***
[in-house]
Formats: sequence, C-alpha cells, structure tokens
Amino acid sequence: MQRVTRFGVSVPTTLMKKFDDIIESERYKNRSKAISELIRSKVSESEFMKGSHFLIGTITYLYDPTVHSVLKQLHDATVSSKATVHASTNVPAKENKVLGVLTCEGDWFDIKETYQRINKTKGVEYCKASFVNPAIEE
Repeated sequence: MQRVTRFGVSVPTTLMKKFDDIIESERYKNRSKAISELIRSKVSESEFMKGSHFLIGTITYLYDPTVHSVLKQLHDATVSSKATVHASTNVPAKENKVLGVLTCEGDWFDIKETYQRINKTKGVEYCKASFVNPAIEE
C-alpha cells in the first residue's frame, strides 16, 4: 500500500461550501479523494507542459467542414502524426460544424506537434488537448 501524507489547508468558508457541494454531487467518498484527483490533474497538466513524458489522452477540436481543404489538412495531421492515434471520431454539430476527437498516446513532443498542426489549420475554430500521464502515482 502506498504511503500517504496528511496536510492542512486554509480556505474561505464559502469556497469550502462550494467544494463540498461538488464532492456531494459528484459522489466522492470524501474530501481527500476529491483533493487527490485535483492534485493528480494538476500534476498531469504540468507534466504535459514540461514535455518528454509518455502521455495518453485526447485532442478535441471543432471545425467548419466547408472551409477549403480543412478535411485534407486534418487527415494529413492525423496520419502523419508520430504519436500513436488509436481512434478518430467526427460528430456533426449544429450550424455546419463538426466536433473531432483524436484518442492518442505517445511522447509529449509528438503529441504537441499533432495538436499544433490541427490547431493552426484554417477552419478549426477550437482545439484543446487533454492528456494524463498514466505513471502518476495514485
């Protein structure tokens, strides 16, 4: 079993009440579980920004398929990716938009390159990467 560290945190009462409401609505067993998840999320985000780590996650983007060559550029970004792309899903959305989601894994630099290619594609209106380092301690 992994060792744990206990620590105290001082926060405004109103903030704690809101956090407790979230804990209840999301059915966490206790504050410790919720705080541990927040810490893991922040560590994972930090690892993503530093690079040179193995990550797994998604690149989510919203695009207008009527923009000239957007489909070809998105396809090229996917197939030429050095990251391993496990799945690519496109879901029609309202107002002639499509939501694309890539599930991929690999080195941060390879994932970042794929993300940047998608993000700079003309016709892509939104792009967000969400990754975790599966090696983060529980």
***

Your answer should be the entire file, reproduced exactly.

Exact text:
[in-house]
Formats: sequence, C-alpha cells, structure tokens
Amino acid sequence: MQRVTRFGVSVPTTLMKKFDDIIESERYKNRSKAISELIRSKVSESEFMKGSHFLIGTITYLYDPTVHSVLKQLHDATVSSKATVHASTNVPAKENKVLGVLTCEGDWFDIKETYQRINKTKGVEYCKASFVNPAIEE
Repeated sequence: MQRVTRFGVSVPTTLMKKFDDIIESERYKNRSKAISELIRSKVSESEFMKGSHFLIGTITYLYDPTVHSVLKQLHDATVSSKATVHASTNVPAKENKVLGVLTCEGDWFDIKETYQRINKTKGVEYCKASFVNPAIEE
C-alpha cells in the first residue's frame, strides 16, 4: 500500500461550501479523494507542459467542414502524426460544424506537434488537448 501524507489547508468558508457541494454531487467518498484527483490533474497538466513524458489522452477540436481543404489538412495531421492515434471520431454539430476527437498516446513532443498542426489549420475554430500521464502515482 502506498504511503500517504496528511496536510492542512486554509480556505474561505464559502469556497469550502462550494467544494463540498461538488464532492456531494459528484459522489466522492470524501474530501481527500476529491483533493487527490485535483492534485493528480494538476500534476498531469504540468507534466504535459514540461514535455518528454509518455502521455495518453485526447485532442478535441471543432471545425467548419466547408472551409477549403480543412478535411485534407486534418487527415494529413492525423496520419502523419508520430504519436500513436488509436481512434478518430467526427460528430456533426449544429450550424455546419463538426466536433473531432483524436484518442492518442505517445511522447509529449509528438503529441504537441499533432495538436499544433490541427490547431493552426484554417477552419478549426477550437482545439484543446487533454492528456494524463498514466505513471502518476495514485
């Protein structure tokens, strides 16, 4: 079993009440579980920004398929990716938009390159990467 560290945190009462409401609505067993998840999320985000780590996650983007060559550029970004792309899903959305989601894994630099290619594609209106380092301690 992994060792744990206990620590105290001082926060405004109103903030704690809101956090407790979230804990209840999301059915966490206790504050410790919720705080541990927040810490893991922040560590994972930090690892993503530093690079040179193995990550797994998604690149989510919203695009207008009527923009000239957007489909070809998105396809090229996917197939030429050095990251391993496990799945690519496109879901029609309202107002002639499509939501694309890539599930991929690999080195941060390879994932970042794929993300940047998608993000700079003309016709892509939104792009967000969400990754975790599966090696983060529980």